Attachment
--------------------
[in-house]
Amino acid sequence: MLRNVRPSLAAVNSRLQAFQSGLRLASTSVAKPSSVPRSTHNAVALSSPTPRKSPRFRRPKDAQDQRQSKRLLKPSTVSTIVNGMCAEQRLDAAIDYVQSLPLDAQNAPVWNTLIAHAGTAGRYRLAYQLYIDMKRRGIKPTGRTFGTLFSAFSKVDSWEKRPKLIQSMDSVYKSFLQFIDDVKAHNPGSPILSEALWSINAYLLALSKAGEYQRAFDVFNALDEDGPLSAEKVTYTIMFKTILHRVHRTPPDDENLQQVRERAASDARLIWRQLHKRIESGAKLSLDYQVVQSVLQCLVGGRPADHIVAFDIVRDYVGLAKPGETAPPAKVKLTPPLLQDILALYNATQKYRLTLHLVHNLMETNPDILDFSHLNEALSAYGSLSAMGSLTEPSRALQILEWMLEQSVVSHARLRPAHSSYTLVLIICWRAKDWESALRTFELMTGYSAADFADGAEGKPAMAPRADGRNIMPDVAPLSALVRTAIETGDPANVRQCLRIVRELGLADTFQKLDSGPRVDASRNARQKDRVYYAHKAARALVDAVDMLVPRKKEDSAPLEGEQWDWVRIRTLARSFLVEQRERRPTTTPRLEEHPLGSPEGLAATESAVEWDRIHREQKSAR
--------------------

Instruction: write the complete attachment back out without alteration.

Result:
[in-house]
Amino acid sequence: MLRNVRPSLAAVNSRLQAFQSGLRLASTSVAKPSSVPRSTHNAVALSSPTPRKSPRFRRPKDAQDQRQSKRLLKPSTVSTIVNGMCAEQRLDAAIDYVQSLPLDAQNAPVWNTLIAHAGTAGRYRLAYQLYIDMKRRGIKPTGRTFGTLFSAFSKVDSWEKRPKLIQSMDSVYKSFLQFIDDVKAHNPGSPILSEALWSINAYLLALSKAGEYQRAFDVFNALDEDGPLSAEKVTYTIMFKTILHRVHRTPPDDENLQQVRERAASDARLIWRQLHKRIESGAKLSLDYQVVQSVLQCLVGGRPADHIVAFDIVRDYVGLAKPGETAPPAKVKLTPPLLQDILALYNATQKYRLTLHLVHNLMETNPDILDFSHLNEALSAYGSLSAMGSLTEPSRALQILEWMLEQSVVSHARLRPAHSSYTLVLIICWRAKDWESALRTFELMTGYSAADFADGAEGKPAMAPRADGRNIMPDVAPLSALVRTAIETGDPANVRQCLRIVRELGLADTFQKLDSGPRVDASRNARQKDRVYYAHKAARALVDAVDMLVPRKKEDSAPLEGEQWDWVRIRTLARSFLVEQRERRPTTTPRLEEHPLGSPEGLAATESAVEWDRIHREQKSAR